Johannesburg Wildlife Veterinary Hospital celebrated World Otter Day with the news that their rescue Otter has been released back into the wild.
Johannesburg, South Africa – Yesterday was World Otter Day and to celebrate it, the Johannesburg Wildlife Veterinary Hospital shared the happy news of their latest release. They started treating an African Clawless Otter a few months ago and she was recently released.
She was kept as a pet but thankfully, the North West SPCA confiscated her and took her to the Johannesburg Wildlife Vet to be checked up. She was found to be suffering from malnutrition and treated accordingly so she could grow properly.
“In acknowledgement of World Otter Day, we’re so pleased to share our latest release story! For a few months, we have been giving updates on an African Clawless Otter (Aonyx capensis), that has been raised and cared for at our facility. After being kept illegally as a pet, she was confiscated by North West SPCA. When we received her, she was a few weeks old and it was critical that the correct nutrition was given to ensure she grew and reached the necessary developmental milestones.”
“Founding member, director and rehab specialist, Nicci Wright, who is also a member of the IUCN SSC Otter Specialist Group as well as the African Otter Network closely monitored her diet as well as identified the perfect slow-release site for her to ensure that she lives successfully in the wild, once truly free.”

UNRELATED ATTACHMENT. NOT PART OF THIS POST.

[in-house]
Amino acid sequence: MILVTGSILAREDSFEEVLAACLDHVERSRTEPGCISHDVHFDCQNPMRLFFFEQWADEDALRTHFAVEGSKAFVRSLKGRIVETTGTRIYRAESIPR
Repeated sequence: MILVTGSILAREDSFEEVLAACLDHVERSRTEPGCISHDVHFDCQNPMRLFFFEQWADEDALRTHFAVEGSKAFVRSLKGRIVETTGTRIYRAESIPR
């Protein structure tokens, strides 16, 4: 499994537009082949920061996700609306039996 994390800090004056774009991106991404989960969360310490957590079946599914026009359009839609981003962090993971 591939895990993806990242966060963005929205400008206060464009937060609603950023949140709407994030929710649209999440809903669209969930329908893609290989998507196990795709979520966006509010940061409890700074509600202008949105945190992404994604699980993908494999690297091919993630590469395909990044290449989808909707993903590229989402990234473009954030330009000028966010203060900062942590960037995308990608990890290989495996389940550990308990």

Her diet was established and companies jumped on board to make sure she had an endless supply of fish. The wildlife vet launched a “OneMeal” initiative so she would have enough to last her entire rehabilitation. The organisation thanked everyone who donated to keep her fed and healthy.
“We’d like to share our appreciation to everyone that supported our #OneMeal initiative for her, as well as generous fish donations from the Ocean Basket team, Atlantic Food services, Delia Glaeser, Fisheries Hartbeespoort and most recently, Twisted Whiskers Pet Deli and Spa for a massive donation! An extra thank you to Sheryl Pienaar for collecting fish donations when necessary too.”
Now that the sweet little creature is strong and ready, she has been soft-released into a local river where she is doing well for herself. According to the team, she has started catching her own fish and is becoming more self-sufficient. They will keep an eye on her for now until she is well adjusted to her surroundings.
You can see some pictures from her time at the vet below.
As always, the vet treat all indigenous animals free of charge. They rely on donations to keep their good work going so if you would like to assist them, you can do so with the information below.
“We treat indigenous animals free of charge, relying solely on the donations and support of our community.
Johannesburg Wildlife NPC
FNB Cheque account
Account nr: 62658400264
Branch code: 255355
Swift code: FIRNZAJJ”
All images were taken by Sarah Kempen, Ashleigh Pienaar and Collette Tracy.